Dad wasn’t able to Google how to make a backyard rink or search the online forums for help.  And to this day, I have no idea what gave him the idea to even do an outdoor rink. He passed away a number of years ago, so I cannot even ask him.  And he never had the chance to know about my rink building experience and passion in the last few years. I can only assume that maybe he got the idea from a co-worker or read an article in the newspaper.  But for whatever the reason, that small patch of rough, bumpy ice that was supposed to be a skating rink, but ended up more of a winter slip n slide, some 35 years later had a lasting impact on me.  And in turn, it is making an impact on other.  When I mention rink building being contagious, I can’t keep track of the number of people asking how to build one, or if I can help, or being told I have inspired them.  When I talk about making lasting memories, it’s not just the skating; it’s the construction, the time spent with family and friends that will also be remembered.  I know my son will remember these moments for a lifetime, just as I have. And who knows what impact that will have on others.  I never imagined that I would construct an award winning backyardrink on the very same spot where my dad built that first little patch of rink so many years ago. (More about that in the next blog) But every year at this time, I am reminded of what he did for us, and that was the start of our #FrozenMemories that is now going on 3 generations.

If you are thinking about building a backyardrink, but not sure what to do, I encourage you to go for it.  There are a lot of helpful articles on this website and other resources to learn from.  Reach out on social media to the #ODR community, and start making Frozen Memories of your own. Leave your questions or comments below and continue the discussion.  Until next time…. Happy rink building, and Happy skating.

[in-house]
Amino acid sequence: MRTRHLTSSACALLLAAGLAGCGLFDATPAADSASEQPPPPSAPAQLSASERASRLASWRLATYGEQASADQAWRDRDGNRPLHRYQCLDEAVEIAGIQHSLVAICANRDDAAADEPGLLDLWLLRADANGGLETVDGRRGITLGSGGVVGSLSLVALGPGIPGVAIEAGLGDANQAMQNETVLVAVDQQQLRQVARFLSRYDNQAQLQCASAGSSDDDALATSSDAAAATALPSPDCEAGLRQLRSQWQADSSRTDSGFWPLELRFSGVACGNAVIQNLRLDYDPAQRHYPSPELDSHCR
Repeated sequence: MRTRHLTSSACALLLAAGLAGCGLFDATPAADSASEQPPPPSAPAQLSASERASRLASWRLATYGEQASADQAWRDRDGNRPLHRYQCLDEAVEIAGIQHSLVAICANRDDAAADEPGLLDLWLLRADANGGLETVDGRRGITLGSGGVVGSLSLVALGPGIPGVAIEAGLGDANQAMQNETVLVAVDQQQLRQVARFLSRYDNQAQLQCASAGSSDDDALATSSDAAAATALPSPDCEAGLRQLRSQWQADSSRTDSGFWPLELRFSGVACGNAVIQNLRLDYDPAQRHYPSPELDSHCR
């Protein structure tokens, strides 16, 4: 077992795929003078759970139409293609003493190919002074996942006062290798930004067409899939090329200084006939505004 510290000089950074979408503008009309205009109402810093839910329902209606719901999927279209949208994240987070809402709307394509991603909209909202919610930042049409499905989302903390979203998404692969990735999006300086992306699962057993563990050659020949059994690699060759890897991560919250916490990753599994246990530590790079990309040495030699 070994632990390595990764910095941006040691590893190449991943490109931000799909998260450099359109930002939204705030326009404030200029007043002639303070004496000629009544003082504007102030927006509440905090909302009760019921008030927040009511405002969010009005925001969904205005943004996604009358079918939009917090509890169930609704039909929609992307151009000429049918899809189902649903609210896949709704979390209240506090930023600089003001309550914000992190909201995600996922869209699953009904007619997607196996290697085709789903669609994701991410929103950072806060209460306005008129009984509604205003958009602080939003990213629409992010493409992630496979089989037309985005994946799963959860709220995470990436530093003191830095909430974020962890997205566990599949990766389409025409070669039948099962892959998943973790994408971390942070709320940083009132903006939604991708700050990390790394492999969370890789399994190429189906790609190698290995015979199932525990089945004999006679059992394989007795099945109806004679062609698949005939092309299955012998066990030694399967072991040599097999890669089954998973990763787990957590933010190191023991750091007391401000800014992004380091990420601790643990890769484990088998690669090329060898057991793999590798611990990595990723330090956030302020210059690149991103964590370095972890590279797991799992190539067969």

Kris Jackson
Proud dad and BackYardRink builder/enthusiast

Tools for the Rink

We wanted to make a few suggestions of some items you should keep around the rink for when it’s time to do some maintenance on the ice. These come from experience of myself and tips I have picked up from others along the way.

  1. Shovel – To remove the snow both from mother nature and from your skating lessons. I have been using a combination of your typical snow shovel and the ManPlow. The ManPlow has been a wonderful tool in my arsenal and I use it after every skate to clean up the ice.
  2. Ice Scraper or Floor Scraper – This is a great tool to have around to help take down the bumps in the ice.
  3. Snow Blower – I use a snow blower to get the bulk of the snow that Mother Nature throws at me off the rink. I made a make shift ramp to get it up onto the rink.
  4. Water Source and Hoses – Access to your water is key to less head aches when trying to resurface your rink. In addition, the hose that you choose needs to be long enough to reach all parts of the rink and needs to be made of pure rubber. You don’t want to have to be hauling water across your yard if you can help it.
  5. Ice Resurfacer – The ice resurfacer is the key to getting the ice nice and smooth.